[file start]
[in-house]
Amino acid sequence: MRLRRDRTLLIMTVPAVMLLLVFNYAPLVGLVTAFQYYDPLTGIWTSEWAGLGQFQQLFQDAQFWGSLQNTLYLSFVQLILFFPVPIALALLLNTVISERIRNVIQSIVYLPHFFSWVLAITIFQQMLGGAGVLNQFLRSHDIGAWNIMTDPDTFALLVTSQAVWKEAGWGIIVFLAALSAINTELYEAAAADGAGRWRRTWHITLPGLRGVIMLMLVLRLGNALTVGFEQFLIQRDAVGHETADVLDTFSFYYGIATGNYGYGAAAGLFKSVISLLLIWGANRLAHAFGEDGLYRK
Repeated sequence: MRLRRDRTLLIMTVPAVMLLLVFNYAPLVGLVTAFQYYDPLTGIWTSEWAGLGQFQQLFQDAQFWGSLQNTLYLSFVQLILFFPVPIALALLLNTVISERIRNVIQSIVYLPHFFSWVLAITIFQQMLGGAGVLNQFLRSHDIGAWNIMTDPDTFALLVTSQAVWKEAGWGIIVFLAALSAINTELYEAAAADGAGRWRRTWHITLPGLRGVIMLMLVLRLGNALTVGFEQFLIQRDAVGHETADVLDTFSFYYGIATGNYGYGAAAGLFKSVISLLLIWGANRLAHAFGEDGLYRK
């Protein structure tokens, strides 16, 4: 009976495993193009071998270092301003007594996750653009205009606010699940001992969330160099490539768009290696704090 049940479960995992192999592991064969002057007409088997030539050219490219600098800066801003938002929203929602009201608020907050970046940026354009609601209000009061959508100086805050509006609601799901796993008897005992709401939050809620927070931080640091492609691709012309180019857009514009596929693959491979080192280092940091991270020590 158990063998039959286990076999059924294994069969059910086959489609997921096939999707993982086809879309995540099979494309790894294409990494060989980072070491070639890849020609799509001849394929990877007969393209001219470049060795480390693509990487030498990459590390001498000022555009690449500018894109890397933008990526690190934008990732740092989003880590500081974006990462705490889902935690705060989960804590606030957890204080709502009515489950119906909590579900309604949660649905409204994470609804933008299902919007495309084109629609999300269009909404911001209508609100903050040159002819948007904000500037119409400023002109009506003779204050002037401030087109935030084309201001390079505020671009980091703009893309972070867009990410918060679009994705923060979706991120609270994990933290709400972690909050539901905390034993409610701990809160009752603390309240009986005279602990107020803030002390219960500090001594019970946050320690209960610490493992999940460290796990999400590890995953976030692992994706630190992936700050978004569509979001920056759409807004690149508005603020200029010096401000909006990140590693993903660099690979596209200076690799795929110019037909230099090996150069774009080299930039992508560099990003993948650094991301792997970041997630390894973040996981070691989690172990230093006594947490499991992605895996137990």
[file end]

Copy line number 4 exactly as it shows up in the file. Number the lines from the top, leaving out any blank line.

């Protein structure tokens, strides 16, 4: 009976495993193009071998270092301003007594996750653009205009606010699940001992969330160099490539768009290696704090 049940479960995992192999592991064969002057007409088997030539050219490219600098800066801003938002929203929602009201608020907050970046940026354009609601209000009061959508100086805050509006609601799901796993008897005992709401939050809620927070931080640091492609691709012309180019857009514009596929693959491979080192280092940091991270020590 158990063998039959286990076999059924294994069969059910086959489609997921096939999707993982086809879309995540099979494309790894294409990494060989980072070491070639890849020609799509001849394929990877007969393209001219470049060795480390693509990487030498990459590390001498000022555009690449500018894109890397933008990526690190934008990732740092989003880590500081974006990462705490889902935690705060989960804590606030957890204080709502009515489950119906909590579900309604949660649905409204994470609804933008299902919007495309084109629609999300269009909404911001209508609100903050040159002819948007904000500037119409400023002109009506003779204050002037401030087109935030084309201001390079505020671009980091703009893309972070867009990410918060679009994705923060979706991120609270994990933290709400972690909050539901905390034993409610701990809160009752603390309240009986005279602990107020803030002390219960500090001594019970946050320690209960610490493992999940460290796990999400590890995953976030692992994706630190992936700050978004569509979001920056759409807004690149508005603020200029010096401000909006990140590693993903660099690979596209200076690799795929110019037909230099090996150069774009080299930039992508560099990003993948650094991301792997970041997630390894973040996981070691989690172990230093006594947490499991992605895996137990």